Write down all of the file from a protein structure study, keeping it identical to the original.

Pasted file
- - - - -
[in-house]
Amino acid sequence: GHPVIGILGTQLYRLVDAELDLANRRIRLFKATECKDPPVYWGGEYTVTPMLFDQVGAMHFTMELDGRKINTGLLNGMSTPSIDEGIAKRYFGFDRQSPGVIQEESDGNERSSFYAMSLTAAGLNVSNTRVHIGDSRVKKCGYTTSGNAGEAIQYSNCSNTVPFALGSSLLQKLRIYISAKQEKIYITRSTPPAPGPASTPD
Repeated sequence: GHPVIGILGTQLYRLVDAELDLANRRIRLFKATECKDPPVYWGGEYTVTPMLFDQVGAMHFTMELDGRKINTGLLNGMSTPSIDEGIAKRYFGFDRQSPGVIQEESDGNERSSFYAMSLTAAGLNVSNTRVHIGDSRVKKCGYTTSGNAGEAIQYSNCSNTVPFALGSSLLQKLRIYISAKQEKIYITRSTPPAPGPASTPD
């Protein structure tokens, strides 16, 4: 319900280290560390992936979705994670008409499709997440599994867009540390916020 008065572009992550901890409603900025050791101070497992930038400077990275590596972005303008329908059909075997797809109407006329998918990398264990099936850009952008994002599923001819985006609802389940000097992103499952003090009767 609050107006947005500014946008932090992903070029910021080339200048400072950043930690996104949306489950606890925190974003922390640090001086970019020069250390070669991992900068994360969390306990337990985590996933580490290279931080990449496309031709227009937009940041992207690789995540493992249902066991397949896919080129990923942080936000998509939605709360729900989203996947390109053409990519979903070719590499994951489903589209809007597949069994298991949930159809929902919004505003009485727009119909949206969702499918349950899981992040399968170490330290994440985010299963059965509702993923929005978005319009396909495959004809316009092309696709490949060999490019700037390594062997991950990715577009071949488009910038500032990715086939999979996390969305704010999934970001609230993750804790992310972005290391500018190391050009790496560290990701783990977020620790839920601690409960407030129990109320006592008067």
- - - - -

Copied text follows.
[in-house]
Amino acid sequence: GHPVIGILGTQLYRLVDAELDLANRRIRLFKATECKDPPVYWGGEYTVTPMLFDQVGAMHFTMELDGRKINTGLLNGMSTPSIDEGIAKRYFGFDRQSPGVIQEESDGNERSSFYAMSLTAAGLNVSNTRVHIGDSRVKKCGYTTSGNAGEAIQYSNCSNTVPFALGSSLLQKLRIYISAKQEKIYITRSTPPAPGPASTPD
Repeated sequence: GHPVIGILGTQLYRLVDAELDLANRRIRLFKATECKDPPVYWGGEYTVTPMLFDQVGAMHFTMELDGRKINTGLLNGMSTPSIDEGIAKRYFGFDRQSPGVIQEESDGNERSSFYAMSLTAAGLNVSNTRVHIGDSRVKKCGYTTSGNAGEAIQYSNCSNTVPFALGSSLLQKLRIYISAKQEKIYITRSTPPAPGPASTPD
């Protein structure tokens, strides 16, 4: 319900280290560390992936979705994670008409499709997440599994867009540390916020 008065572009992550901890409603900025050791101070497992930038400077990275590596972005303008329908059909075997797809109407006329998918990398264990099936850009952008994002599923001819985006609802389940000097992103499952003090009767 609050107006947005500014946008932090992903070029910021080339200048400072950043930690996104949306489950606890925190974003922390640090001086970019020069250390070669991992900068994360969390306990337990985590996933580490290279931080990449496309031709227009937009940041992207690789995540493992249902066991397949896919080129990923942080936000998509939605709360729900989203996947390109053409990519979903070719590499994951489903589209809007597949069994298991949930159809929902919004505003009485727009119909949206969702499918349950899981992040399968170490330290994440985010299963059965509702993923929005978005319009396909495959004809316009092309696709490949060999490019700037390594062997991950990715577009071949488009910038500032990715086939999979996390969305704010999934970001609230993750804790992310972005290391500018190391050009790496560290990701783990977020620790839920601690409960407030129990109320006592008067």